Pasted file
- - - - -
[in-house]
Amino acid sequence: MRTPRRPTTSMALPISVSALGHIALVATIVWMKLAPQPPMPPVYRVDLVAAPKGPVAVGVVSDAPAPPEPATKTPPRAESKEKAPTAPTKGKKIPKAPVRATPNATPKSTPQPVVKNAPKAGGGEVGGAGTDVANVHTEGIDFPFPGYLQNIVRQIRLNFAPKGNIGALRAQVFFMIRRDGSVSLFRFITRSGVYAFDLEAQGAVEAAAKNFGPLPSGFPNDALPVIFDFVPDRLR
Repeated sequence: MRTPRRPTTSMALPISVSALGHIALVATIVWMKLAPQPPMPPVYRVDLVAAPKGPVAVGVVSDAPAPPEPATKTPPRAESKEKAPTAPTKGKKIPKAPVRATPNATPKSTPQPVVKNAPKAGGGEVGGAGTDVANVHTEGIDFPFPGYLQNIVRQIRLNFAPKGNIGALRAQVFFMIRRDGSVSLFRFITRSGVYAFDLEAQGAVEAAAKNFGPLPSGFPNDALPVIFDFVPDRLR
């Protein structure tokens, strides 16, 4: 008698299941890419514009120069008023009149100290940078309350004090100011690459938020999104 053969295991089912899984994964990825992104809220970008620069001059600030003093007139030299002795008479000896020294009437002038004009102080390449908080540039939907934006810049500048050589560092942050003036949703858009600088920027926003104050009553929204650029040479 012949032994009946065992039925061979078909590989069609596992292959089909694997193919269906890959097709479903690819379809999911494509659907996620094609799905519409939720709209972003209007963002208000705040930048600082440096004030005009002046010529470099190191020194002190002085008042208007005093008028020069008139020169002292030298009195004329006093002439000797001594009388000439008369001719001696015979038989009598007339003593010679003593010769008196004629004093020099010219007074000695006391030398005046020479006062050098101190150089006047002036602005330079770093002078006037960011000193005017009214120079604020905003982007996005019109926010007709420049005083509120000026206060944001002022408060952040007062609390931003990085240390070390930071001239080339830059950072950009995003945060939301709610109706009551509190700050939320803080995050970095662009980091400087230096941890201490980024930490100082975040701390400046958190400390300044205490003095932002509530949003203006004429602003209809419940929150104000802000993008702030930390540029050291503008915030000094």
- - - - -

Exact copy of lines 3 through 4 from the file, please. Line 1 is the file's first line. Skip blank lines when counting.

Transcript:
Repeated sequence: MRTPRRPTTSMALPISVSALGHIALVATIVWMKLAPQPPMPPVYRVDLVAAPKGPVAVGVVSDAPAPPEPATKTPPRAESKEKAPTAPTKGKKIPKAPVRATPNATPKSTPQPVVKNAPKAGGGEVGGAGTDVANVHTEGIDFPFPGYLQNIVRQIRLNFAPKGNIGALRAQVFFMIRRDGSVSLFRFITRSGVYAFDLEAQGAVEAAAKNFGPLPSGFPNDALPVIFDFVPDRLR
């Protein structure tokens, strides 16, 4: 008698299941890419514009120069008023009149100290940078309350004090100011690459938020999104 053969295991089912899984994964990825992104809220970008620069001059600030003093007139030299002795008479000896020294009437002038004009102080390449908080540039939907934006810049500048050589560092942050003036949703858009600088920027926003104050009553929204650029040479 012949032994009946065992039925061979078909590989069609596992292959089909694997193919269906890959097709479903690819379809999911494509659907996620094609799905519409939720709209972003209007963002208000705040930048600082440096004030005009002046010529470099190191020194002190002085008042208007005093008028020069008139020169002292030298009195004329006093002439000797001594009388000439008369001719001696015979038989009598007339003593010679003593010769008196004629004093020099010219007074000695006391030398005046020479006062050098101190150089006047002036602005330079770093002078006037960011000193005017009214120079604020905003982007996005019109926010007709420049005083509120000026206060944001002022408060952040007062609390931003990085240390070390930071001239080339830059950072950009995003945060939301709610109706009551509190700050939320803080995050970095662009980091400087230096941890201490980024930490100082975040701390400046958190400390300044205490003095932002509530949003203006004429602003209809419940929150104000802000993008702030930390540029050291503008915030000094």